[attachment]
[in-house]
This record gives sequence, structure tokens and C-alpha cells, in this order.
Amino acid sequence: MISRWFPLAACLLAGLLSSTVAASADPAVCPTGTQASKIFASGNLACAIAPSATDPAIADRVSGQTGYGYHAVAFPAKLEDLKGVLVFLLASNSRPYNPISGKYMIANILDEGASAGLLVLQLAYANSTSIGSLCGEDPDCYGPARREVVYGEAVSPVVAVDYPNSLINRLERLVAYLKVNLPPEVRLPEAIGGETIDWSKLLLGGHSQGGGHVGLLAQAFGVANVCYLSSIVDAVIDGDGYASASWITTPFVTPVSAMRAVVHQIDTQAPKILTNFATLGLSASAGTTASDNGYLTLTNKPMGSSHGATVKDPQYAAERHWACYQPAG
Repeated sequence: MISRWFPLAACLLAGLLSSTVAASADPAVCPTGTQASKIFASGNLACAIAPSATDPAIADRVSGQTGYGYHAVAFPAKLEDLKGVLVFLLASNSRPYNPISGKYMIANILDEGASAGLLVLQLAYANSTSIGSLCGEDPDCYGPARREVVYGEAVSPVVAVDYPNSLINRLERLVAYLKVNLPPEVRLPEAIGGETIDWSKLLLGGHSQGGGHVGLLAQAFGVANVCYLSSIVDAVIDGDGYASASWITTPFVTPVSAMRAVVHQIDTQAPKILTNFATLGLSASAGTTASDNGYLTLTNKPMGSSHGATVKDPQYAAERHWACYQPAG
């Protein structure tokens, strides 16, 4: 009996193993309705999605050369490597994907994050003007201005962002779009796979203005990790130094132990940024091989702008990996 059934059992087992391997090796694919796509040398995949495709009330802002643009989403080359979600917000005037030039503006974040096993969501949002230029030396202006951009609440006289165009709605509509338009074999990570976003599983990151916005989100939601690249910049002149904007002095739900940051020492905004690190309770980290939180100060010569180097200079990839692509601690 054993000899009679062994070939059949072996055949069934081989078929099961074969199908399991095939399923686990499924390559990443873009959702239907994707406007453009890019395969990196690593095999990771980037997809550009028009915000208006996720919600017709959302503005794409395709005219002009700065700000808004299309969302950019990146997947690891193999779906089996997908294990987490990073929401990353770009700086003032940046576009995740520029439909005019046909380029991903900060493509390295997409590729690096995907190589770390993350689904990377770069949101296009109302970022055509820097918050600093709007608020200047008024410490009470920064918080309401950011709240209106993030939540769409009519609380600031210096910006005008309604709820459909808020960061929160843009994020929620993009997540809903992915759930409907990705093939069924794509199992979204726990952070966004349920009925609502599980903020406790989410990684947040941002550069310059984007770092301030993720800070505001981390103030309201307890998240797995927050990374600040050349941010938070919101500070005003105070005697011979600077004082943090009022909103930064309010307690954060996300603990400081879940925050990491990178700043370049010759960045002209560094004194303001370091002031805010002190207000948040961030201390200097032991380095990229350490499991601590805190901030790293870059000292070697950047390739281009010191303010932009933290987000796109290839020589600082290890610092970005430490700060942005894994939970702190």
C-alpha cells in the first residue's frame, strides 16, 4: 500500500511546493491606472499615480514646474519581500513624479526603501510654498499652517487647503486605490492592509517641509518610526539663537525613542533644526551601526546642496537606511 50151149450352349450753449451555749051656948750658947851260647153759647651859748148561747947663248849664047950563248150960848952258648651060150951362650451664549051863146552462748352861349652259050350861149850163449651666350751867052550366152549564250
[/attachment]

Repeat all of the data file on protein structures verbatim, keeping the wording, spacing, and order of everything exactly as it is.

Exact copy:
[in-house]
This record gives sequence, structure tokens and C-alpha cells, in this order.
Amino acid sequence: MISRWFPLAACLLAGLLSSTVAASADPAVCPTGTQASKIFASGNLACAIAPSATDPAIADRVSGQTGYGYHAVAFPAKLEDLKGVLVFLLASNSRPYNPISGKYMIANILDEGASAGLLVLQLAYANSTSIGSLCGEDPDCYGPARREVVYGEAVSPVVAVDYPNSLINRLERLVAYLKVNLPPEVRLPEAIGGETIDWSKLLLGGHSQGGGHVGLLAQAFGVANVCYLSSIVDAVIDGDGYASASWITTPFVTPVSAMRAVVHQIDTQAPKILTNFATLGLSASAGTTASDNGYLTLTNKPMGSSHGATVKDPQYAAERHWACYQPAG
Repeated sequence: MISRWFPLAACLLAGLLSSTVAASADPAVCPTGTQASKIFASGNLACAIAPSATDPAIADRVSGQTGYGYHAVAFPAKLEDLKGVLVFLLASNSRPYNPISGKYMIANILDEGASAGLLVLQLAYANSTSIGSLCGEDPDCYGPARREVVYGEAVSPVVAVDYPNSLINRLERLVAYLKVNLPPEVRLPEAIGGETIDWSKLLLGGHSQGGGHVGLLAQAFGVANVCYLSSIVDAVIDGDGYASASWITTPFVTPVSAMRAVVHQIDTQAPKILTNFATLGLSASAGTTASDNGYLTLTNKPMGSSHGATVKDPQYAAERHWACYQPAG
């Protein structure tokens, strides 16, 4: 009996193993309705999605050369490597994907994050003007201005962002779009796979203005990790130094132990940024091989702008990996 059934059992087992391997090796694919796509040398995949495709009330802002643009989403080359979600917000005037030039503006974040096993969501949002230029030396202006951009609440006289165009709605509509338009074999990570976003599983990151916005989100939601690249910049002149904007002095739900940051020492905004690190309770980290939180100060010569180097200079990839692509601690 054993000899009679062994070939059949072996055949069934081989078929099961074969199908399991095939399923686990499924390559990443873009959702239907994707406007453009890019395969990196690593095999990771980037997809550009028009915000208006996720919600017709959302503005794409395709005219002009700065700000808004299309969302950019990146997947690891193999779906089996997908294990987490990073929401990353770009700086003032940046576009995740520029439909005019046909380029991903900060493509390295997409590729690096995907190589770390993350689904990377770069949101296009109302970022055509820097918050600093709007608020200047008024410490009470920064918080309401950011709240209106993030939540769409009519609380600031210096910006005008309604709820459909808020960061929160843009994020929620993009997540809903992915759930409907990705093939069924794509199992979204726990952070966004349920009925609502599980903020406790989410990684947040941002550069310059984007770092301030993720800070505001981390103030309201307890998240797995927050990374600040050349941010938070919101500070005003105070005697011979600077004082943090009022909103930064309010307690954060996300603990400081879940925050990491990178700043370049010759960045002209560094004194303001370091002031805010002190207000948040961030201390200097032991380095990229350490499991601590805190901030790293870059000292070697950047390739281009010191303010932009933290987000796109290839020589600082290890610092970005430490700060942005894994939970702190």
C-alpha cells in the first residue's frame, strides 16, 4: 500500500511546493491606472499615480514646474519581500513624479526603501510654498499652517487647503486605490492592509517641509518610526539663537525613542533644526551601526546642496537606511 50151149450352349450753449451555749051656948750658947851260647153759647651859748148561747947663248849664047950563248150960848952258648651060150951362650451664549051863146552462748352861349652259050350861149850163449651666350751867052550366152549564250